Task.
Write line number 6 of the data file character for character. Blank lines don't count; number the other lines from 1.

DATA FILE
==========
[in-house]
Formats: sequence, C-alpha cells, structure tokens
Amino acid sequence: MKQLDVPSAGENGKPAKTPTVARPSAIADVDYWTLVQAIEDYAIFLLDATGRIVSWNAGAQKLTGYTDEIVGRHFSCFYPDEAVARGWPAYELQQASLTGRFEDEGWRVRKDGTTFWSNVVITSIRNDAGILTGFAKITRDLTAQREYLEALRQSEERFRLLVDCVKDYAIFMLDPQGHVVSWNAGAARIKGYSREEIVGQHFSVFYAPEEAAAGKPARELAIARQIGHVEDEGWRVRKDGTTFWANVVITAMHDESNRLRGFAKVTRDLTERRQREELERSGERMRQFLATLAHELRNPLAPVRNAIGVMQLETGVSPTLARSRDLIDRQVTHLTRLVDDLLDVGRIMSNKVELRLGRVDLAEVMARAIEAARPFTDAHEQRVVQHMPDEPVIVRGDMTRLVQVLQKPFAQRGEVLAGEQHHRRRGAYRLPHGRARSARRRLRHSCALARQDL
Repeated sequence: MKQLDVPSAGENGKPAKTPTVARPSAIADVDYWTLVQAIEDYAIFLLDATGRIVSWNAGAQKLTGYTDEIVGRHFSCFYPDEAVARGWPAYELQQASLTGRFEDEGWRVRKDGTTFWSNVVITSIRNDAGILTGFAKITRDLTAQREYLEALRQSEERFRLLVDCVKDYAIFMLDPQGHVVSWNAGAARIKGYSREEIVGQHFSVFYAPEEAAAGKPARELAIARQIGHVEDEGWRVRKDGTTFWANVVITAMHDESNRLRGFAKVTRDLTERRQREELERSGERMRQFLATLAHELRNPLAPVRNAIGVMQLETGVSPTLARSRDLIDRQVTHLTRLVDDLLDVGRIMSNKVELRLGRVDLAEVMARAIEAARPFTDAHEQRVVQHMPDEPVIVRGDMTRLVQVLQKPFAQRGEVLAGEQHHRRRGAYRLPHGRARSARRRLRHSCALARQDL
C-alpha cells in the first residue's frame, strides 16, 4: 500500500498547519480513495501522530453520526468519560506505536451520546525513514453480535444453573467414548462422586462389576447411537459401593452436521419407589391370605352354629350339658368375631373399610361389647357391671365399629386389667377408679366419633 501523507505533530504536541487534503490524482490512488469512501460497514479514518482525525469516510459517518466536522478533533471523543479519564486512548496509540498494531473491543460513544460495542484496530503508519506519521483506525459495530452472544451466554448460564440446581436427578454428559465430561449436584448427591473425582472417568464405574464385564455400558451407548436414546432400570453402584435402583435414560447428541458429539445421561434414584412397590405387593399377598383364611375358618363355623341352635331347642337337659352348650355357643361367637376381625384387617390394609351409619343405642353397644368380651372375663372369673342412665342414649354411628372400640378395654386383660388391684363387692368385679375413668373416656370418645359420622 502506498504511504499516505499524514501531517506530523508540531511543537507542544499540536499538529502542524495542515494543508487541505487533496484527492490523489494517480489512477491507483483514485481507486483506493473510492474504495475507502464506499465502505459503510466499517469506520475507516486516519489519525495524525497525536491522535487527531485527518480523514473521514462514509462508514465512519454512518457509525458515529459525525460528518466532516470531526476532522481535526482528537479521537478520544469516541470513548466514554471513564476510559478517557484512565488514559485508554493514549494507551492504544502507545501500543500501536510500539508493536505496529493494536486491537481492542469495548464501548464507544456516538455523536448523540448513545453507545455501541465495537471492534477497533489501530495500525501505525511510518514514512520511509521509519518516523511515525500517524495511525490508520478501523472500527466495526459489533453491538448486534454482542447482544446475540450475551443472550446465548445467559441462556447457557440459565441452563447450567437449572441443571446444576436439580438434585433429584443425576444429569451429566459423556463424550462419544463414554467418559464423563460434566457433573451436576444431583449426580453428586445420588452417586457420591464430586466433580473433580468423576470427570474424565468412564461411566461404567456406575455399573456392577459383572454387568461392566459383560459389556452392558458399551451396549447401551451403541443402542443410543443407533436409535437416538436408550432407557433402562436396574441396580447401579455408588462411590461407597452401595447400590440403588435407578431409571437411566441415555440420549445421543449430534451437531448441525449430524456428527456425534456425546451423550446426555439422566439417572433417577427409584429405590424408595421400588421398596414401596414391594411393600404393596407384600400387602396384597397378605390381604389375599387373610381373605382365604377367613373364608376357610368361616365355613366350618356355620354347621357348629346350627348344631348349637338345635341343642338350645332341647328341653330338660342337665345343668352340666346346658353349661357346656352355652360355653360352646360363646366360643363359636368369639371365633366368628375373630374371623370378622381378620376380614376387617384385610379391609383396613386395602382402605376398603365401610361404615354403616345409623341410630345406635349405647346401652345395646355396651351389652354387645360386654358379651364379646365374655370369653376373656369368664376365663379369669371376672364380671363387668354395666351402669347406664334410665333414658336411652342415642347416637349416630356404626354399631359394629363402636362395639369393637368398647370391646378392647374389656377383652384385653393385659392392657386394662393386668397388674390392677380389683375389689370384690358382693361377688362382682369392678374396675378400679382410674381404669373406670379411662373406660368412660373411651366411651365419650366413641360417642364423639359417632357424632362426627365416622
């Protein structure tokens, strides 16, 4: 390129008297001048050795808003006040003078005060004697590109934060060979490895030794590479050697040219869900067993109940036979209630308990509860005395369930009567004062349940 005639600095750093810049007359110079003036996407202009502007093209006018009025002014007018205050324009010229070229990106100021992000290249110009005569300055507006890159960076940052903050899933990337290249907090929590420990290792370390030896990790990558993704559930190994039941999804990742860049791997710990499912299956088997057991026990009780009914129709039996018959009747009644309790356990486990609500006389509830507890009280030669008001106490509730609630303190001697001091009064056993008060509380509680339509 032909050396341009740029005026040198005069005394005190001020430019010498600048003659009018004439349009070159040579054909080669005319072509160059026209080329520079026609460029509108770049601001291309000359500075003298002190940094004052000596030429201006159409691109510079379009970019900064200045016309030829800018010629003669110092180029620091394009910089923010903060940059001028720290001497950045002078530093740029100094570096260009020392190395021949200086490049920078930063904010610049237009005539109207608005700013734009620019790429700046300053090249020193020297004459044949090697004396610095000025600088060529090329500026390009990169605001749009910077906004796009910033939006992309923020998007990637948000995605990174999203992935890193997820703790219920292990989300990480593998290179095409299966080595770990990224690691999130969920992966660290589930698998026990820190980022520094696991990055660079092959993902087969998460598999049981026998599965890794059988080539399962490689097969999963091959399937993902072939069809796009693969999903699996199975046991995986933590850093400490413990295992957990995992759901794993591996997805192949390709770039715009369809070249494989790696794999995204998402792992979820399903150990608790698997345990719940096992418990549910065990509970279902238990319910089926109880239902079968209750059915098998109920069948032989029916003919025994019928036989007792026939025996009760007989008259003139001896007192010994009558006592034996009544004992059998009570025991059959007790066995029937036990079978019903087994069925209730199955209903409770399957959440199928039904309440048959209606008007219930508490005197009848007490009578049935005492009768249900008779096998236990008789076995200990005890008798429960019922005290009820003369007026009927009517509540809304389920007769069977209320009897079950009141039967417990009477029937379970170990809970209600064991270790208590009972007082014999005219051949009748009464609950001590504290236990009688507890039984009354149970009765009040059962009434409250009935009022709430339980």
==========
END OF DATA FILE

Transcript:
């Protein structure tokens, strides 16, 4: 390129008297001048050795808003006040003078005060004697590109934060060979490895030794590479050697040219869900067993109940036979209630308990509860005395369930009567004062349940 005639600095750093810049007359110079003036996407202009502007093209006018009025002014007018205050324009010229070229990106100021992000290249110009005569300055507006890159960076940052903050899933990337290249907090929590420990290792370390030896990790990558993704559930190994039941999804990742860049791997710990499912299956088997057991026990009780009914129709039996018959009747009644309790356990486990609500006389509830507890009280030669008001106490509730609630303190001697001091009064056993008060509380509680339509 032909050396341009740029005026040198005069005394005190001020430019010498600048003659009018004439349009070159040579054909080669005319072509160059026209080329520079026609460029509108770049601001291309000359500075003298002190940094004052000596030429201006159409691109510079379009970019900064200045016309030829800018010629003669110092180029620091394009910089923010903060940059001028720290001497950045002078530093740029100094570096260009020392190395021949200086490049920078930063904010610049237009005539109207608005700013734009620019790429700046300053090249020193020297004459044949090697004396610095000025600088060529090329500026390009990169605001749009910077906004796009910033939006992309923020998007990637948000995605990174999203992935890193997820703790219920292990989300990480593998290179095409299966080595770990990224690691999130969920992966660290589930698998026990820190980022520094696991990055660079092959993902087969998460598999049981026998599965890794059988080539399962490689097969999963091959399937993902072939069809796009693969999903699996199975046991995986933590850093400490413990295992957990995992759901794993591996997805192949390709770039715009369809070249494989790696794999995204998402792992979820399903150990608790698997345990719940096992418990549910065990509970279902238990319910089926109880239902079968209750059915098998109920069948032989029916003919025994019928036989007792026939025996009760007989008259003139001896007192010994009558006592034996009544004992059998009570025991059959007790066995029937036990079978019903087994069925209730199955209903409770399957959440199928039904309440048959209606008007219930508490005197009848007490009578049935005492009768249900008779096998236990008789076995200990005890008798429960019922005290009820003369007026009927009517509540809304389920007769069977209320009897079950009141039967417990009477029937379970170990809970209600064991270790208590009972007082014999005219051949009748009464609950001590504290236990009688507890039984009354149970009765009040059962009434409250009935009022709430339980």